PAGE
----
The year also offered up three noteworthy documentaries. Certainly the most controversial among them is Kirby Dick's Sick, which concerns the life and death of performance artist and masochist Bob Flanagan. The film includes scenes involving mutilation of the human body that are almost unwatchable, but it makes you accept Flanagan on his own terms, care about him and, in some measure anyway, understand him.

When We Were Kings, Leon Gast's terrific documentary about Muhammad Ali, George Foreman and their 1974 "rumble in the jungle," is a fascinating look at uncommon men, a thrilling film even for viewers who care little about boxing. Best of all is Errol Morris's utterly distinctive Fast, Cheap and Out of Control, a series of interrelated interviews with a lion tamer, a topiary gardener, a mole rat expert and a robotics scientist. Absolutely fascinating, this is a picture you find yourself thinking about for days afterwards.


Special Mention

A small group of pictures didn't quite make it onto my top 10 list but received serious consideration. They include Prisoner of the Mountains, Sergei Bodrov's somber and affecting film about two Russian soldiers taken prisoner by Moslem rebels in the Caucasus mountains. It's a story of historic misunderstanding, racism, casual violence and unexpected compassion. Jan Sverak's Kolya tells the story of an impoverished, middle-age cellist who marries for money and gets stuck with his young bride's 6-year-old son. Winner of the Oscar for best foreign film, this picture is beautifully acted and absolutely melts your heart. Children of the Revolution, Peter Duncan's wildly inventive black comedy, is the story of a radical Australian mother (Judy Davis) who gets impregnated by Joseph Stalin and watches as junior grows up to be a right-wing spokesman. It is often laugh-out-loud funny.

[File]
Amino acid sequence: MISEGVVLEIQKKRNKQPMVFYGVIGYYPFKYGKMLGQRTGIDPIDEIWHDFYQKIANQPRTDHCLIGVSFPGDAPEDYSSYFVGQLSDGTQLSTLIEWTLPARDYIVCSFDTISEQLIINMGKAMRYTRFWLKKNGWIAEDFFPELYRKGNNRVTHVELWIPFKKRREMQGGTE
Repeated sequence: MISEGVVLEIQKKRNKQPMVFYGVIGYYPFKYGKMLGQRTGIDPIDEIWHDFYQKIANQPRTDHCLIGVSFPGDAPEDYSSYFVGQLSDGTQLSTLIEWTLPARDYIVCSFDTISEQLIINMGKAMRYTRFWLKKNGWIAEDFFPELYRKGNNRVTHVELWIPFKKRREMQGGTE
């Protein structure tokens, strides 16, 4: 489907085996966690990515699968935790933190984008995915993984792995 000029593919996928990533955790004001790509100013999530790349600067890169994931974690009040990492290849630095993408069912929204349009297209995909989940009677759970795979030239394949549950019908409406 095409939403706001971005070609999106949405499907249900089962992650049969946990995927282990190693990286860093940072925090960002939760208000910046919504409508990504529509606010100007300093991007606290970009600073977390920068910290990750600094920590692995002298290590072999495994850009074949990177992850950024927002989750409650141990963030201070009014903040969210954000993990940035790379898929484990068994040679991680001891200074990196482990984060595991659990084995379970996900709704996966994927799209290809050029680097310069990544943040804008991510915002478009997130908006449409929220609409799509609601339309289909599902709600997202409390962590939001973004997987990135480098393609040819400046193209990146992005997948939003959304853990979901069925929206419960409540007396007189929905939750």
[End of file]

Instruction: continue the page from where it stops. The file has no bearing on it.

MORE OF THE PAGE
Among mainstream Hollywood's best offerings was Robert Zemeckis' Contact starring Jodie Foster as the astronomer who detects a radio signal from another civilization. It's a little strained at points, but at its best it's a fascinating rumination on the connection between science and religion. And thoroughly enjoyable was P.J. Hogan's My Best Friend's Wedding. Julia Roberts is out to break up the forthcoming wedding of Dermot Mulroney to Cameron Diaz so she can have the guy for herself. An uncommonly intelligent script by Ronald Bass makes this that rarest of Hollywood things: thoroughly original.